On top of the economic situation, Peng has noticed a change in work culture that also sped up during the pandemic. Chinese Gen Z’s relationship with work is different from that of their elders, she says, as these ‘full-time children’ are staying home until they find a better opportunity. “Now the new generation wants to find the job that they like. If they don’t like a manager – they quit! Before, loyalty to the company was more important,” Peng explains.

According to Maimai, the Chinese version of LinkedIn, 28% of one survey’s respondents resigned last year. About the same number had “seriously considered” quitting. Polling shows that job-hopping has become more and more common with each generation – despite the lack of job opportunities. Nowadays, changing employers can even become a reason to party.

Resignation parties

In China, fresh graduates can feel undervalued in the workplace. The super-hierarchical work culture means it’s frowned upon to leave the office before the boss. Overtime is common and rarely compensated. Worse, there are cases of discrimination and harassment across industries. So when a brave soul decides to take care of themselves and quit a toxic environment, it’s cause for celebration. On Chinese social media videos of ‘job-quitting parties’ have gone viral.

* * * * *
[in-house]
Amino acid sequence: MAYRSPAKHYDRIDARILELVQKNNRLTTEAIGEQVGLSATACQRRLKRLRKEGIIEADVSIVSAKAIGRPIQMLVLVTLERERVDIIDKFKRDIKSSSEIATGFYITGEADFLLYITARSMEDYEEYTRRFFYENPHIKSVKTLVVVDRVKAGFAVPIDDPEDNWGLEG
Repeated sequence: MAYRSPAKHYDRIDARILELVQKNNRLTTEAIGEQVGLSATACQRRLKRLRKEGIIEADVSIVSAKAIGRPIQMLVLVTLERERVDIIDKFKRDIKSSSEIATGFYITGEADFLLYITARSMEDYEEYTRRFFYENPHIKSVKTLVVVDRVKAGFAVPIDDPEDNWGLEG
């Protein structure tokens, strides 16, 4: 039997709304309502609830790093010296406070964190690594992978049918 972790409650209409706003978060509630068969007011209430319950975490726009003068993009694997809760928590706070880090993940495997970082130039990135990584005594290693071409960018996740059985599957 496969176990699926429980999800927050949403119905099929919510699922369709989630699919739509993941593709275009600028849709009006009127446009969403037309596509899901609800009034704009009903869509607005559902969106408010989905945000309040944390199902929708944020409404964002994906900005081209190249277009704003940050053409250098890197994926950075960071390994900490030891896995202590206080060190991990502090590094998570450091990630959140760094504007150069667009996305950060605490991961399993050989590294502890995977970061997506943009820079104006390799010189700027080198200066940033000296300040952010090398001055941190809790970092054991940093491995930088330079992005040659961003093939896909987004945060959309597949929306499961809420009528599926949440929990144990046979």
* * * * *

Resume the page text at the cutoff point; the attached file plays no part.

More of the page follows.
Among those posting online about this is 29-year-old Zhang,* who used to work for an internet company in Shenzhen, a city in the south near Hong Kong. On her last day, her colleagues organized a resignation party at Haidilao, a popular hotpot chain.


She shows us photos with colorful balloons in the background and huge smiles all around. It looks like a typical birthday party. But if you look a little closer, the banners read: “This fucking job is over.” For Zhang, these parties give a “sense of freedom” to everyone who takes part.

Being born again

Haidilao is famous for the musical performances put on by waiters for special occasions. With resignation parties gaining traction, some staff have even come up with a new song congratulating the “job-quitter,” complete with their usual dance moves and flashing lights.

That’s not the case at all restaurants. The day after 26-year-old Tang* quit her job, the waitstaff at her local branch only knew the lyrics to one song. “They just sang happy birthday to me, which actually made me feel like I was reborn.” The party made her feel excited for the first time in a long while. “I felt relaxed, active and energetic. It was like I finally got my authentic self back.”